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Mannheim, Karl (1893–1947)

DOI
10.4324/9780415249126-N103-1
Published
2001
DOI: 10.4324/9780415249126-N103-1
Version: v1,  Published online: 2001
Retrieved July 10, 2020, from https://www.rep.routledge.com/articles/biographical/mannheim-karl-1893-1947/v-1

Article Summary

The sociologist Karl Mannheim moved from an initial concern with philosophical issues concerning cultural change, via the development of an original approach to the sociology of knowledge, to a concern with social planning and the sociology of education. He is most enduringly known for his sociology of knowledge, and in particular for his book Ideology and Utopia (1936). Mannheim’s sociology of knowledge is concerned with an analysis of how groups develop specific forms of knowledge based on more general styles of thought during processes of competition over power. He distinguishes ideological forms of thought, which seek to defend the existing order, from utopian forms that attack it.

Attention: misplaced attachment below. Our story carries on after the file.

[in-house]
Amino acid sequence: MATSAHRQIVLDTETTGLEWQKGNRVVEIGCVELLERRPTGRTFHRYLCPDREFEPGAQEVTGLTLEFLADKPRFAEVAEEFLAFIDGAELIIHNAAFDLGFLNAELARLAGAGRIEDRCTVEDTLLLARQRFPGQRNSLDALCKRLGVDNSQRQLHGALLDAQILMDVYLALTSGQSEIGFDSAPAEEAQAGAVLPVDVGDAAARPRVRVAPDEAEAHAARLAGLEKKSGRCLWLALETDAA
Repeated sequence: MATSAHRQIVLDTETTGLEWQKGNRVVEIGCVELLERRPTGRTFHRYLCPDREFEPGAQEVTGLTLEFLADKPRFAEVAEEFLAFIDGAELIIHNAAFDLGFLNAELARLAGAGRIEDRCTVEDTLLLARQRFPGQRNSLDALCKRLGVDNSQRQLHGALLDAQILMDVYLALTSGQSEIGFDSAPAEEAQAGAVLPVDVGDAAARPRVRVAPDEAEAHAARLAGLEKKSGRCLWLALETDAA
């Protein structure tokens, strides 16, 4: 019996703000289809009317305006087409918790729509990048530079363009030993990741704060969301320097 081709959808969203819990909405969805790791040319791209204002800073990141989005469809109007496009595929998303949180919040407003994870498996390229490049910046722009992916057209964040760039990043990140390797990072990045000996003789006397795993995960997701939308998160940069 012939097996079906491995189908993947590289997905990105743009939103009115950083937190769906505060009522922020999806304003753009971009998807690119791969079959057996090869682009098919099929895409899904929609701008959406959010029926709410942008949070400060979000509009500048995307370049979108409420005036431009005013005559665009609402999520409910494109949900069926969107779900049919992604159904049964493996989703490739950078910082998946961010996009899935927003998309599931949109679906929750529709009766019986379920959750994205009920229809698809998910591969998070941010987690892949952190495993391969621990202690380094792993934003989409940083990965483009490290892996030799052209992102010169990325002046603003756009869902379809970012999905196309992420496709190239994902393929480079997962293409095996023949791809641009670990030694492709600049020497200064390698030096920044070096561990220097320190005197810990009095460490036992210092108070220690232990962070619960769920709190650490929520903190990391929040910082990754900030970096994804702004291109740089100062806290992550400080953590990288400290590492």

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Citing this article:
Longhurst, Brian. Mannheim, Karl (1893–1947), 2001, doi:10.4324/9780415249126-N103-1. Routledge Encyclopedia of Philosophy, Taylor and Francis, https://www.rep.routledge.com/articles/biographical/mannheim-karl-1893-1947/v-1.
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